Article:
From the start of my course, if I had collected one pound coin for every time I had heard the words ‘collaboration’ or ‘inter-professional’ then I would certainly not be relying on my NHS student bursary or student loan whilst at university to fund me.
I have written an essay about collaboration with other healthcare professionals and taken part in an inter-professional learning workshop which my university set up for all first-year healthcare students.
I certainly appreciate the importance of recognising the roles of others as key to working alongside such professionals; however, I can’t help but feel as if I know more about the role and client groups of a social worker, or occupational therapist, than I do a children’s nurse, or learning disability nurse. I have also found that some students from outside the mental healthbranch of nursing leave a lot to be desired in terms of understanding the client group that a mental health nurse works with or the role that they undertake in all walks of life.
I have a friend who happens to be a fellow student but is training in children’s nursing; it would seem fitting then that I had spent more time prior to my course with people who are mentally ill than those under the age of 18, and she more time with children and infants than anyone who had required the services of a mental health nurse. Being the youngest in my family, I have genuinely only ever come into contact with children as I walk through the ‘kids department’ in my local Matalan store. This is just one of the reasons why I believe student nurses should undertake placement in other areas of nursing.
During one placement I went along with a healthcare assistant from the ward I was working on to assist a patient in returning from the medical ward - where they had been given treatment for a leg condition - back to the organic assessment ward where they had originally been admitted to hospital. I found myself dumbstruck at how busy the staff were and at the sheer number of patients on just one ward. Even more shocked were the staff, when we had the patient sat in a wheelchair with their bags of belongings, all ready to leave within five minutes of our arrival.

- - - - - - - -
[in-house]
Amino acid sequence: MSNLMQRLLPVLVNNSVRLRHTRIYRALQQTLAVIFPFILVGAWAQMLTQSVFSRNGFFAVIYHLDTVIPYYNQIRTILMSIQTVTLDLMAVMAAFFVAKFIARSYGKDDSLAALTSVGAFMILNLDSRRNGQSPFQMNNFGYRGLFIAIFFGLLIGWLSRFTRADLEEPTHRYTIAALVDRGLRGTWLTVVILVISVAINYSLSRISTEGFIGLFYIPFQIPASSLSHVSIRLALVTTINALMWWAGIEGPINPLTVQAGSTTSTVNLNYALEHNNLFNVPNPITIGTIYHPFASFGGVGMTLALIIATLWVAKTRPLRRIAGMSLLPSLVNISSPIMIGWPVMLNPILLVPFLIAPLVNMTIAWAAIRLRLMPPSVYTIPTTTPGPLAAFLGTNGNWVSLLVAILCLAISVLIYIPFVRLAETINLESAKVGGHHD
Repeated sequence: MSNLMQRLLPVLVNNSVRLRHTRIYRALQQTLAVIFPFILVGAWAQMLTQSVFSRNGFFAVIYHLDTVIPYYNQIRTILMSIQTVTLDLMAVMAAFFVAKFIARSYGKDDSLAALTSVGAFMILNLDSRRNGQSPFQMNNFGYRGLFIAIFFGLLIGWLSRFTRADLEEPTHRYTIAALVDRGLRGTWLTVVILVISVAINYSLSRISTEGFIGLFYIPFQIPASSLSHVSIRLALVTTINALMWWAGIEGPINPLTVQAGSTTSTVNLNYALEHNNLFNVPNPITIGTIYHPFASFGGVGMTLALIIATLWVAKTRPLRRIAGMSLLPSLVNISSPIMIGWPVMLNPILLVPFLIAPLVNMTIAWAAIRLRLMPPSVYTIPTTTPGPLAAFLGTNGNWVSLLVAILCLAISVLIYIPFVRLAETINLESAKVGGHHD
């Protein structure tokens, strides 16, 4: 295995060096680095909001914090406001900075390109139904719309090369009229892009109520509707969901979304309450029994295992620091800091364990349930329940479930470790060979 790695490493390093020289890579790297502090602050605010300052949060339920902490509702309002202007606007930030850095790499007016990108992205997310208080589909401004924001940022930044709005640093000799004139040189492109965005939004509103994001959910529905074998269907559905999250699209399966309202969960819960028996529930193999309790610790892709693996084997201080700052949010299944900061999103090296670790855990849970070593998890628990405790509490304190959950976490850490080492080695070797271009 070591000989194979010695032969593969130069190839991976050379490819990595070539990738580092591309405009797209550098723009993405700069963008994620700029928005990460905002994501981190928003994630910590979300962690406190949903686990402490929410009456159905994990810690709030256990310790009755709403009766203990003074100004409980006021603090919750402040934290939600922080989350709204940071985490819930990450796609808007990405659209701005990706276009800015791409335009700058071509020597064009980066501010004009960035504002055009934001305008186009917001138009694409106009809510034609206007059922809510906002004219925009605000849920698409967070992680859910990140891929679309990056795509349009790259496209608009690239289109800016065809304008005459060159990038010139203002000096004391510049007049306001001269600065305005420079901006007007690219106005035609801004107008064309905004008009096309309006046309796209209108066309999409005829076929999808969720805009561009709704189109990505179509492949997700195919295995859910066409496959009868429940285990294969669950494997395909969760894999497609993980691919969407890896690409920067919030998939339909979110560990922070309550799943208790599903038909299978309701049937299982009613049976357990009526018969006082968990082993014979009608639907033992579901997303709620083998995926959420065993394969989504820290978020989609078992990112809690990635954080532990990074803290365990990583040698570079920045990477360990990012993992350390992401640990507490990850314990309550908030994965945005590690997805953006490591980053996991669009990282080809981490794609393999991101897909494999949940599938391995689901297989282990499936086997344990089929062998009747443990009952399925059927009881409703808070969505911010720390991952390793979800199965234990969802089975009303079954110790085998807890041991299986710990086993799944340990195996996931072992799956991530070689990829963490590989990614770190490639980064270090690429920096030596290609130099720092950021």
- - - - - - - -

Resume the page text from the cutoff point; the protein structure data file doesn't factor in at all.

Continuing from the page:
It was during the time that this patient spent on the medical ward that I really did see a gap between the adult and mental health branches of nursing. On one occasion, phoning the medical ward to see how said patient was getting along, I was informed that some “bizarre behaviour” was being carried out - although I was quickly assured that this was “more our kind of thing”. Indeed, in the mental health branch, bizarre behaviour will, no doubt, present itself on more than one occasion; I was simply unaware that it was exclusively “our thing”.
This does not go to say, however, that if I was to embark upon a shift amongst adult nurses, I would most certainly be well and truly exhausted by the time I had finished. I found it difficult enough to dash about with a dynamo machine and record the blood pressure of twelve patients once a day (with much help I might add!) - so I can’t begin to imagine taking a blood pressure observation every fifteen minutes for a full ward of patients - which is something an adult nurse may do every shift.
I am sure that I am not the only student nurse who has felt an age away from the work of other branches of nursing. However, it does make me wonder why on earth we are not required to experience the roles of others with whom we share our profession. With so much collaboration between branches of nursing happening every day and with such a broad client group that each branch deals with, it amazes me that we are not required to encounter a taste of what is like elsewhere. There are so many examples that one may give during which the four branches of nursing overlap: an adult nurse treating a patient with schizophrenia for a broken wrist, a mental health nurse working with children and adolescents, a learning disabilities nurse encountering a patient with a medical condition such as diabetes, or a children’s nurse working with a patient whom is mentally and physically disabled.
Each branch of nursing requires many different, ‘specialised’ skills and knowledge; however, if each student nurse undergoes a first-year of academic study, learning the same theory-based topics, should we not undergo the same placements - even if it is for only a short period of time?
I know that I would most certainly benefit from such experience and it has already been highlighted that student nurses feel that communicating with dementia patients is an issue in itself (Blackhall et al. 2011). The Nursing and Midwifery Council: Code of Conduct (2008) states that regardless of branch, nursing students should have knowledge of other fields of nursing; the argument remains rooted in how an individual can really appreciate the skills and needs of client groups relevant to different branches of nursing if they have never experienced it for themeselves?
After all, as student nurses - or qualified nurses - we can never predict who is going to be in need of help and care; my thought remains, is the nursing profession branching out too far?
Emma Spowart is a first-year mental health nursing student.